Ethnobotanical Survey of Medicinal Plants Used for the Treatment of Diarrhoea and Dysentery by the Tribals of Similipal Forest, Mayurbhanj, Odisha, India

10 Pages Posted: 11 Jul 2018

See all articles by P.G Rout

P.G Rout

North Orissa University

T. Panda

Chandbali College - Department of Botany

Date Written: June 23, 2018

Abstract

Traditional uses of medicinal plants in healthcare practices are providing clues to new areas of research; hence their importance is now well recognized. However, information on the uses of indigenous plants for medicine is not well documented from many rural pockets of Mayurbhanj district, Odisha, India including Similipal forest. The study focuses on presenting the therapeutic effects of selected plants that are used by the local people in relation to diarrhea and dysentery. Questionnaire surveys, participatory observations and field visits are made to elicit information on the uses of various plants. About 47 plant species belonging 45 genera and 33 families are used by the tribals of Similipal forest for diarrhoea and dysentery. The most cited species for the management of diarrhoea and dysentery are Acorus calamus L., Aegle marmelos (L.) Correa., Centella asiatica (L.) Urb., Curculigo orchioides Gaertn., Emblica officinalis Gaertn., Oroxylum indicum (L.)Vent., Syzygium cumini (L.) Skeels. and Terminalia bellerica (Gaertn.) Roxb. Research is needed to meet the challenges of identifying the active compounds in the plants, and there should be research-based evidence on whether whole herbs or extracted compounds are better. The potent antimicrobial activity on these medicinally important species is warranted.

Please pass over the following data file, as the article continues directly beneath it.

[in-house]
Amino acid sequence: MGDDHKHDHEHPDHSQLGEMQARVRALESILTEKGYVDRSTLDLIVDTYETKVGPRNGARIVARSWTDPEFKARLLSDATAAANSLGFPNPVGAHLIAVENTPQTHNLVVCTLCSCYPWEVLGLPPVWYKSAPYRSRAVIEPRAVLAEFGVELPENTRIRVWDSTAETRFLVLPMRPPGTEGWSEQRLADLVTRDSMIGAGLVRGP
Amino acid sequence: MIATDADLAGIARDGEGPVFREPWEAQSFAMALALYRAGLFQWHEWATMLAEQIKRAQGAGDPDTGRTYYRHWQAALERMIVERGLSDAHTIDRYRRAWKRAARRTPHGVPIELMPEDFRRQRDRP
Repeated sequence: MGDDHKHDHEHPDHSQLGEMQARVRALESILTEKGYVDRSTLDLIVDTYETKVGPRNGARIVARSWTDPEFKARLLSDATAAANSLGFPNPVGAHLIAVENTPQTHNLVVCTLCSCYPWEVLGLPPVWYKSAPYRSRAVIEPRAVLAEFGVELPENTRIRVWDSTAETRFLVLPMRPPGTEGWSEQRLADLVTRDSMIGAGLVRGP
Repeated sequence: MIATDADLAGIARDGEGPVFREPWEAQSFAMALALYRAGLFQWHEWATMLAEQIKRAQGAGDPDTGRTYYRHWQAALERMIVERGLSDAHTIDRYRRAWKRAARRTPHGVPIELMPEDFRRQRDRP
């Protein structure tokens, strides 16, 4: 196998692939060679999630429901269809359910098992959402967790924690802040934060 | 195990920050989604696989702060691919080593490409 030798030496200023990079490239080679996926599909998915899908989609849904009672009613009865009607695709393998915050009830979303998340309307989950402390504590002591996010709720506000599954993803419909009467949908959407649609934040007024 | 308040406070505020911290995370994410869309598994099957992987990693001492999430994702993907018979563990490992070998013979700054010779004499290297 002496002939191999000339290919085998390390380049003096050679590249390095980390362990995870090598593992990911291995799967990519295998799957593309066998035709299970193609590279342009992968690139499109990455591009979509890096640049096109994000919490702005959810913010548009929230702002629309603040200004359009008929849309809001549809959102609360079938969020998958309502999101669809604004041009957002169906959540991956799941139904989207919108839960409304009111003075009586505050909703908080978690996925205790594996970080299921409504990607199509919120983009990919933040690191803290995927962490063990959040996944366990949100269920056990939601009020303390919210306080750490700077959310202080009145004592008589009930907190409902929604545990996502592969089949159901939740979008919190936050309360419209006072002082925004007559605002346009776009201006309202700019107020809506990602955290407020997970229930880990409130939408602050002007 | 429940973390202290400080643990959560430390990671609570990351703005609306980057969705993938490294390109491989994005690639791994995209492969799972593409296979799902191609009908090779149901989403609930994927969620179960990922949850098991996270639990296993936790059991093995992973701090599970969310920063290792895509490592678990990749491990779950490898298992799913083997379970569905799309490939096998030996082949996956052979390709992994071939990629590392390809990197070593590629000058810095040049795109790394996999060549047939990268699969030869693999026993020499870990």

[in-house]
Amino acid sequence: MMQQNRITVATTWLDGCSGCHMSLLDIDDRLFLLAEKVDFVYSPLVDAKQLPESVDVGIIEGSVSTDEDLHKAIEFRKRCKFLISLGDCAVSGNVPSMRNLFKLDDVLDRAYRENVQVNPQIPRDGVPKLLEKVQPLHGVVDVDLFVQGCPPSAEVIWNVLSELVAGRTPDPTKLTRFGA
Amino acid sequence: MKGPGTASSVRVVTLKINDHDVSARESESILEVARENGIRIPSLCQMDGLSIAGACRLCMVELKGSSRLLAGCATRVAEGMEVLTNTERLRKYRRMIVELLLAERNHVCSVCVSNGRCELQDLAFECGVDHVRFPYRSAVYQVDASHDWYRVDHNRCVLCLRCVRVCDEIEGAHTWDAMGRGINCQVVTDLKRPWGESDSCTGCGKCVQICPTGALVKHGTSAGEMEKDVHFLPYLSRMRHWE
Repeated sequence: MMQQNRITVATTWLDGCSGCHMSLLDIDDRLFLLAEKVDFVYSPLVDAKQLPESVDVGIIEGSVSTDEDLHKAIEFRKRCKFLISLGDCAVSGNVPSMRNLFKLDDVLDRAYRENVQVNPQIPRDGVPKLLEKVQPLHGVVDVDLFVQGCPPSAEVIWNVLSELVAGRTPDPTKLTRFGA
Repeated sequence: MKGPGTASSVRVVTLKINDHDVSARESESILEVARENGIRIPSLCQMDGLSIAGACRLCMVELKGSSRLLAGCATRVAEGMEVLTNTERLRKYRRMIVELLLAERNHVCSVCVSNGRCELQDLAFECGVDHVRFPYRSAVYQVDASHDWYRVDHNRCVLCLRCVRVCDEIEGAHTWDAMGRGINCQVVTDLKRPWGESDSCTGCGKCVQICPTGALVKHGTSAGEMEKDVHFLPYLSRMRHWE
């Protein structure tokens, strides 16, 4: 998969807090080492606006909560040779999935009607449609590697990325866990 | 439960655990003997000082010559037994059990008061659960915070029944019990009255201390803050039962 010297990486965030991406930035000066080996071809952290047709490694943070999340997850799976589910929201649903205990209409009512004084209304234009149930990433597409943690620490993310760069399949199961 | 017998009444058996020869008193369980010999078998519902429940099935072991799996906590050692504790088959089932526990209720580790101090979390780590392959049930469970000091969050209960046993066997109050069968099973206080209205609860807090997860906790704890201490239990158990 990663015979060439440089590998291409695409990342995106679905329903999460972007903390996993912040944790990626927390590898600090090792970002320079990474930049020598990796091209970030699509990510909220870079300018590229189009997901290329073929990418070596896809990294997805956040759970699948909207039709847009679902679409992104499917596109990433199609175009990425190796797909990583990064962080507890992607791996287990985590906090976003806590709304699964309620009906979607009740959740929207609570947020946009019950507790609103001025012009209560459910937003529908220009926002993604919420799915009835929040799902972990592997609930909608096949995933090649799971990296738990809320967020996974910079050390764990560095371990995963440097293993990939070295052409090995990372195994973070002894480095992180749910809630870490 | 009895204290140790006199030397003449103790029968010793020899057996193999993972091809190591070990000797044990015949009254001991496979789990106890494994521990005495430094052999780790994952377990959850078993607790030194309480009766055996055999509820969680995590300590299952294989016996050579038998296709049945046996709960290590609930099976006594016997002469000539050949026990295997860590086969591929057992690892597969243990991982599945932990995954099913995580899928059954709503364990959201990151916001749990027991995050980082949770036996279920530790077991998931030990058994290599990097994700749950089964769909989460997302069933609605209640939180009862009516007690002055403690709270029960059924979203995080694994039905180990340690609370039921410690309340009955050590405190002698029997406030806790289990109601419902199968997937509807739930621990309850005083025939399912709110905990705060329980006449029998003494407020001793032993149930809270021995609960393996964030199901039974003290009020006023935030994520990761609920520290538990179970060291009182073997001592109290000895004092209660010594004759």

Suggested Citation

Rout, P.G and Panda, T., Ethnobotanical Survey of Medicinal Plants Used for the Treatment of Diarrhoea and Dysentery by the Tribals of Similipal Forest, Mayurbhanj, Odisha, India (June 23, 2018). Applied Science Reports, Vol. 19, No. 1, 2017. Available at SSRN: https://ssrn.com/abstract=3201413

P.G Rout

North Orissa University ( email )

India
India

T. Panda (Contact Author)

Chandbali College - Department of Botany ( email )

No Address Available

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